Leave it to Bono. While not singing for U2 or leading the way on humanitarian causes, he can write up a storm. In the liner notes for a Johnny Cash CD, he wrote that Cash “was the most male voice in Christendom. Every man knows he is a sissy compared to Johnny Cash.” The exceptional fortitude that guided Cash in his personal life and his recorded works was evident to those who followed his career. His stalwart approach explains why he was comfortable with, in Bono’s words, the righteous and the damned. He was also right-at-home with a wide assortment of songs. After all, if every other man is a sissy compared to you, there’s lots of leeway to do as one pleases.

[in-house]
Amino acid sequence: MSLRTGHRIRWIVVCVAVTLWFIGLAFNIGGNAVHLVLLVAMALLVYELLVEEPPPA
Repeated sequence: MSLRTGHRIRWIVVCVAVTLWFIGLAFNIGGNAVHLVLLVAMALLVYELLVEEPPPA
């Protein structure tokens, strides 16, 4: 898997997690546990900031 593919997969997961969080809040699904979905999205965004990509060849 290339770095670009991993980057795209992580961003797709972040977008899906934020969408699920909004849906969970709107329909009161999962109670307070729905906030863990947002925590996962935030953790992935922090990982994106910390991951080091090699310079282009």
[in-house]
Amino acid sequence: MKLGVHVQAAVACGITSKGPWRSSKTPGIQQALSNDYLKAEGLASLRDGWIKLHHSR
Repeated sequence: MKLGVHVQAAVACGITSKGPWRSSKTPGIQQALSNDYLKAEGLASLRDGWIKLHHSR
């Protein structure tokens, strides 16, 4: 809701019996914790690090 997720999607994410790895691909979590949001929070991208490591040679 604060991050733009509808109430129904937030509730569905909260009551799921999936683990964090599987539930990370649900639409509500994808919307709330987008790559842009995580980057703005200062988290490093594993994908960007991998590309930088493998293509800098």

31ZATZK7DML._SL500_AA240_Throughout his career, Cash went where the spirit moved him and often directed the spirit to go where he wanted. Many elongated paths were blazed by Johnny Cash. The man who pierced “Folsom Prison Blues” with the words “I shot a man in Reno just to watch him die” later demanded that Columbia Records allow him to record an album of hymns. He got his way. Cash confounded people then, as he would for the next 40-50 years. If he believed in a cause, he’d embrace it. If he believed in a song, he’d sing it. And he recorded hundreds of songs. You may not care for one batch of songs, but there’d be another and another after that.

In the last ten years of his life, Johnny Cash recorded some of his most compelling music. Most of the songs in that final decade left fans appreciative. Some songs left them disquieted. But those listening in were always intrigued. His recording of the Beatles “In My Life” is one that still creates varied reactions.